From water to rock again, and this time foreign rock which is how Xenolith translates.
I must admit, when I first thought of using xenolith for my X post, I was thinking of those strange boulders that are found miles away from where any rock like them forms part of the landscape. Many of those have been moved by ice, as in glaciers, but they are properly termed erratics. They are great natural phenomena (that being my A to Z theme this year) and sometimes lead to artificial phenomena like stone circles and piles. I’m particularly fond of this one, in Cornwall, which I stopped and drew a picture of many years ago, now. I think my friend Helen bought it.
Xenoliths are fragments of rock that become embedded in other rocks – usually through rock formation under the Earth’s crust (igneous rocks). They can also be embedded in sedimentary rocks, chunks covered by decomposing animal skeletons and laid down over the millennia to become limestones and the like. The most common xenoliths are in granites. There is a lovely grey granite – Shap granite (in the header picture) – with pink rock captured in it that is quarried in the Lake District. I think the pink bits are actually autoliths, in that they are made from the same material as the surrounding rock, but crystallised faster.
This picture is of xenoliths; the embedded rock is older than the surrounding rock.
Take a look at the monuments around you. There might be interesting things in the stone, apart from graffiti. The photo above is of xenoliths in the stone of monument buildings in Hull (courtesy of East Yorkshire RIGS Group). And if you ever visit the Albert Hall in London, cross the road to the Albert Memorial and look at the paving around the base of the memorial – it is stuffed with fossils and xenoliths!
19 thoughts on “Xenoliths”
I studied geology very briefly years ago but don’t remember this. And I think I recognise Lanyon Quoit in your picture!
Thank you so much! I couldn’t remember its name and didn’t have time to look it up!
Very interesting! thanks for sharing! I love all the new blogs that I’ve found during this A-to-Z. I’ll never get caught up on my reading 😉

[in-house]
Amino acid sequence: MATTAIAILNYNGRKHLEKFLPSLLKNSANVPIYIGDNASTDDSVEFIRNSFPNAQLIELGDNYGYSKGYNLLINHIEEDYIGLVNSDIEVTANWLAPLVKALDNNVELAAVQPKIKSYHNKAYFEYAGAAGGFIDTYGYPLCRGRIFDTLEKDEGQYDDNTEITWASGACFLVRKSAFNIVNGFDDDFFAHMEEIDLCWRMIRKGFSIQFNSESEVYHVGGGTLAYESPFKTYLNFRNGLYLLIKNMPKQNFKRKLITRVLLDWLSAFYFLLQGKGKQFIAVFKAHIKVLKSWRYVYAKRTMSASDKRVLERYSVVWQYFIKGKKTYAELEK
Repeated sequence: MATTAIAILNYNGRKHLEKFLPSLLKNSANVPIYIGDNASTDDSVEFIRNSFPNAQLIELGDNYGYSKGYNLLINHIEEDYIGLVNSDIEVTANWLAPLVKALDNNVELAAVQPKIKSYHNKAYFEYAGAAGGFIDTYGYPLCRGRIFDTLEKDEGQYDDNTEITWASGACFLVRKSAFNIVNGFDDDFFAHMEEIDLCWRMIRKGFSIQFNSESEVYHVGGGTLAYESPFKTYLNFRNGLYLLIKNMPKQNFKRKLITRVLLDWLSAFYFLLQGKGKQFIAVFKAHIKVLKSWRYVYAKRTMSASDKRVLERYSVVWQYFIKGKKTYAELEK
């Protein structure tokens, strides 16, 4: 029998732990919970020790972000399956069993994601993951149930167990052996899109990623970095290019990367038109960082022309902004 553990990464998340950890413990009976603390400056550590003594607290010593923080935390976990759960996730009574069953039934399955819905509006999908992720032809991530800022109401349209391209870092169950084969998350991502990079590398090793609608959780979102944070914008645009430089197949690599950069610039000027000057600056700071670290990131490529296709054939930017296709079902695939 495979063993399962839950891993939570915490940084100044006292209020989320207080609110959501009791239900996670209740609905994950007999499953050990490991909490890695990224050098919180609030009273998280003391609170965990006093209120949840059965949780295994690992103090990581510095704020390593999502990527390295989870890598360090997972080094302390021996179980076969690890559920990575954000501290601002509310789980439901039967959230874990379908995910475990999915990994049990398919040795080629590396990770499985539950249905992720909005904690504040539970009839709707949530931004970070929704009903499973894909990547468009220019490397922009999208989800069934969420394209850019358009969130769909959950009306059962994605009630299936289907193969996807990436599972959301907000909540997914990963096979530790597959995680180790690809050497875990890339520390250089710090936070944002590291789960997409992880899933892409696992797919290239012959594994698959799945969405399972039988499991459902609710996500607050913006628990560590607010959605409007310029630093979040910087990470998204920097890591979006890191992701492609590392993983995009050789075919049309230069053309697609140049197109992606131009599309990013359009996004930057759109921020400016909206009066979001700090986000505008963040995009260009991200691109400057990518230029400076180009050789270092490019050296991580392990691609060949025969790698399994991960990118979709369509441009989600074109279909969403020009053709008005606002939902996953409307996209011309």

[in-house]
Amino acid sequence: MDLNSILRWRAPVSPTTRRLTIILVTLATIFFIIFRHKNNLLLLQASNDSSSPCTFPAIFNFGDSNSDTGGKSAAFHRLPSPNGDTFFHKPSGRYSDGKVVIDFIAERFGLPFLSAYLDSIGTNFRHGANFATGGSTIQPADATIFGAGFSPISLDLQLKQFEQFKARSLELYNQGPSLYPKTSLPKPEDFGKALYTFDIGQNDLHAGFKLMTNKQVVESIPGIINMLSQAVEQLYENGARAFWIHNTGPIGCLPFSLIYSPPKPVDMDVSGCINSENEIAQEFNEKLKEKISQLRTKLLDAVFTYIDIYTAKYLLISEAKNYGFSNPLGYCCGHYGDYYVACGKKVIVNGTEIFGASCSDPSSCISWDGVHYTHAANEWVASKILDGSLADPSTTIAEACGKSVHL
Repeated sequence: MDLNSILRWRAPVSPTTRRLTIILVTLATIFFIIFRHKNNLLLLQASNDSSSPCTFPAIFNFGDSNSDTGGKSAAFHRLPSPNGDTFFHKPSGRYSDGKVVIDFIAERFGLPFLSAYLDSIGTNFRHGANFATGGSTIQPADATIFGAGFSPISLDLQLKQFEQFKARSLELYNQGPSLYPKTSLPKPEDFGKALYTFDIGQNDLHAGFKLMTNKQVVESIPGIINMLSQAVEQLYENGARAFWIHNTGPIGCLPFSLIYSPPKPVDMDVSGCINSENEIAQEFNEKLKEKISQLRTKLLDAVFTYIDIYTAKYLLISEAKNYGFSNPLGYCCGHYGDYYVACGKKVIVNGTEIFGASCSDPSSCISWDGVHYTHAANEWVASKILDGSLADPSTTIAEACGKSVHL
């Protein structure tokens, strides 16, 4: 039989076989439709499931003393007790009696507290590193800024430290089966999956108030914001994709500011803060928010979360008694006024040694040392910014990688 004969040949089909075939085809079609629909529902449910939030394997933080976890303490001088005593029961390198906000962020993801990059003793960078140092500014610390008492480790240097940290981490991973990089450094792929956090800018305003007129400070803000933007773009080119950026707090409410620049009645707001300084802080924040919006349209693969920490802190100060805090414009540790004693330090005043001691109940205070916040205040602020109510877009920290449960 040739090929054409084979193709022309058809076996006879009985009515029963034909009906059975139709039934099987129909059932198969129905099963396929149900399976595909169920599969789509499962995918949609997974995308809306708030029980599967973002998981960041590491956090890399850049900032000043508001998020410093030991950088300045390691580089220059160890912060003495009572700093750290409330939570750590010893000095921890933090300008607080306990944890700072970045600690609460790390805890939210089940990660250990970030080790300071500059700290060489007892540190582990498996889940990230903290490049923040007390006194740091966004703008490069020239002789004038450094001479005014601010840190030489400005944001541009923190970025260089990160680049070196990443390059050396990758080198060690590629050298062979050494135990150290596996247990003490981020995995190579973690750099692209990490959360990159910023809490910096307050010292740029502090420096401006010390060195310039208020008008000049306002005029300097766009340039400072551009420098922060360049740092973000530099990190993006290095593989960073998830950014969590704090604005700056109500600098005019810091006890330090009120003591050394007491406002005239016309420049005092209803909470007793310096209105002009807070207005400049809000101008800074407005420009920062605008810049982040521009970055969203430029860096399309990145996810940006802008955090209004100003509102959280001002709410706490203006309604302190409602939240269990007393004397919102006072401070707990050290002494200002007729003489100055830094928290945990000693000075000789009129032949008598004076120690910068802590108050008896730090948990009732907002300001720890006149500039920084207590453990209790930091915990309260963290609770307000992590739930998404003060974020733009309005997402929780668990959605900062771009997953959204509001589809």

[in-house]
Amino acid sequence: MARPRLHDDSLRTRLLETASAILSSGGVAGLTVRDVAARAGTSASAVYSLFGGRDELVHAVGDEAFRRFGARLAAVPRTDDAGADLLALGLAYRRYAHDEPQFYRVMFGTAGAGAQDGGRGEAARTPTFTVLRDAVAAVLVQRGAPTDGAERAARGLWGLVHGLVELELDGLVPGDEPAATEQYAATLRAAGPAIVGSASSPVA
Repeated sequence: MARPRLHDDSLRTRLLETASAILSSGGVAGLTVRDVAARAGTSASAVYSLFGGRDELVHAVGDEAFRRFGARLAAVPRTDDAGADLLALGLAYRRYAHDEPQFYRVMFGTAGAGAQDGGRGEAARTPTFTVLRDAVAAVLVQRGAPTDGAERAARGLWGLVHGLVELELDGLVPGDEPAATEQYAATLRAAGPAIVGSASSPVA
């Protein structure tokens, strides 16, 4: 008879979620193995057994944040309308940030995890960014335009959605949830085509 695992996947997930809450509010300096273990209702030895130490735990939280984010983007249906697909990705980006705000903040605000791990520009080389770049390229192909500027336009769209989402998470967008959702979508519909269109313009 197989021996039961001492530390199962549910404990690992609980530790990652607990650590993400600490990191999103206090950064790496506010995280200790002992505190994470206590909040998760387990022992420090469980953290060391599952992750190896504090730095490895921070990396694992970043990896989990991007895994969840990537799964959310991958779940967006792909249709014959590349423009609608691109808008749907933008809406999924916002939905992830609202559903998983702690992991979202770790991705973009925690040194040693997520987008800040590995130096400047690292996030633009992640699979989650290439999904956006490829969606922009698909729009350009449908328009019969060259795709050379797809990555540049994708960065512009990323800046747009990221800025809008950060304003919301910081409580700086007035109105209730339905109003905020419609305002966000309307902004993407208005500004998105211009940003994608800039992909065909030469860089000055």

I know just what you mean, Shawn – thanks for visiting and remember, there’s always the Road Trip to take at your leisure through the year!
Love that stuff! Sedimentary rock can have some amazing stuff…let me see if I can post of picture of some cool conglomerates from Death Valley…don’t think I can put that into the comments.
No, I don’t think you can… but you could put it on the Facebook feed… http://facebook.com/jemima.pett (I think)
Thanks for the rock pics 😀
I don’t think I’m ever again going to pass a monument without making a closer inspection. This was fascinating. Clearly I’m going to have to go back and read more of your posts once the challenge winds down.
You’ll be very welcome, Kern!
I love your posts – I’m learning so much!
Just reciprocating your educational value 😀
That is interesting. I bet my brother would know all about this. He studied geography in college.
~Patricia Lynne aka Patricia Josephine~
Member of C. Lee’s Muffin Commando Squad
Patricia Lynne, Indie Author
He’d probably improve them, too!
That’s oddly interesting.
lol… glad you think so… I detect a note of desperation in there myself!
Hey, it’s X. And I didn’t actually expect to find it interesting, so there’s that.
A great X word! X is always the toughest. 🙂
Sure is, Yvonne!
Hi Jemima – came across Xenoliths on Friday … and I posted about Lanyon Quoit on my N for Neolithics post … as it’s been part of our lives as my mother’s family comes from St Ives/Penzance …
The earth and its creation with all the rocks etc is incredible .. I love finding out more .. cheers Hilary
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